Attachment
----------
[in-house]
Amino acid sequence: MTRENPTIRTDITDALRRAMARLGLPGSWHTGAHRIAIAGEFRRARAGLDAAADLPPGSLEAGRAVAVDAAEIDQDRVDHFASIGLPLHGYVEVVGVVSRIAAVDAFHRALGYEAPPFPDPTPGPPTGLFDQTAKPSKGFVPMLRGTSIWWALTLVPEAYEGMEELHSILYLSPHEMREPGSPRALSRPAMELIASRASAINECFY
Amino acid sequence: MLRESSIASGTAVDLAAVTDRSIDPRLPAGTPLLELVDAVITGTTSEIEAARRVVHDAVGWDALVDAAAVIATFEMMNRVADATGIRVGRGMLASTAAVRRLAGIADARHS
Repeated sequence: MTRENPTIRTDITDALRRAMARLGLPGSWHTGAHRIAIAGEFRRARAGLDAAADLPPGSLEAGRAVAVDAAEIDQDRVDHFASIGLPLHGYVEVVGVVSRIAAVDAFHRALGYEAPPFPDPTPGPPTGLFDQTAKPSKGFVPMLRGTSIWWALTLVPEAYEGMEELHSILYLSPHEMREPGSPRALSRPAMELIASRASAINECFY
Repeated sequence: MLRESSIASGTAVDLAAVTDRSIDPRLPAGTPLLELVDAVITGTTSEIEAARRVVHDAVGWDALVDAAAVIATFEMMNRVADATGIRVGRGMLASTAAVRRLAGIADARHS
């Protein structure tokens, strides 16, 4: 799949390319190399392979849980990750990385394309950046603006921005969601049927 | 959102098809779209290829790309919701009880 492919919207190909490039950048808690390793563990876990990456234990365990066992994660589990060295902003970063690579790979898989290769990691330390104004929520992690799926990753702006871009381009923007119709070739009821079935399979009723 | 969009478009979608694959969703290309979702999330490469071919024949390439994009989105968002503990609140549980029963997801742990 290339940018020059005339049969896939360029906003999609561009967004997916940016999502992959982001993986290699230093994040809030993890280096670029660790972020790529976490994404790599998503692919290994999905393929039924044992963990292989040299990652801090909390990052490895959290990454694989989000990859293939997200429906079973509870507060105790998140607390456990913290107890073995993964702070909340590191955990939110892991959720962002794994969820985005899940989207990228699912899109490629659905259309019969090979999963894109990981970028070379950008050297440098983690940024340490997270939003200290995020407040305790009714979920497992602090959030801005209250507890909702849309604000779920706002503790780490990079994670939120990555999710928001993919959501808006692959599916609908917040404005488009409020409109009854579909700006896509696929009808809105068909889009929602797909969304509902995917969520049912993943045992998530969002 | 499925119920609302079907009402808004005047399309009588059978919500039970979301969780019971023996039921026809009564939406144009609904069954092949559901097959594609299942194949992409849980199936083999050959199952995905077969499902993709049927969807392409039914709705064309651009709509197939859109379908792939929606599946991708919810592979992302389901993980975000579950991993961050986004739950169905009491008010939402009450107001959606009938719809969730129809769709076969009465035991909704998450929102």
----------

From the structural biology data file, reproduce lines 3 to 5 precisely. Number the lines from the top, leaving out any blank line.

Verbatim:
Amino acid sequence: MLRESSIASGTAVDLAAVTDRSIDPRLPAGTPLLELVDAVITGTTSEIEAARRVVHDAVGWDALVDAAAVIATFEMMNRVADATGIRVGRGMLASTAAVRRLAGIADARHS
Repeated sequence: MTRENPTIRTDITDALRRAMARLGLPGSWHTGAHRIAIAGEFRRARAGLDAAADLPPGSLEAGRAVAVDAAEIDQDRVDHFASIGLPLHGYVEVVGVVSRIAAVDAFHRALGYEAPPFPDPTPGPPTGLFDQTAKPSKGFVPMLRGTSIWWALTLVPEAYEGMEELHSILYLSPHEMREPGSPRALSRPAMELIASRASAINECFY
Repeated sequence: MLRESSIASGTAVDLAAVTDRSIDPRLPAGTPLLELVDAVITGTTSEIEAARRVVHDAVGWDALVDAAAVIATFEMMNRVADATGIRVGRGMLASTAAVRRLAGIADARHS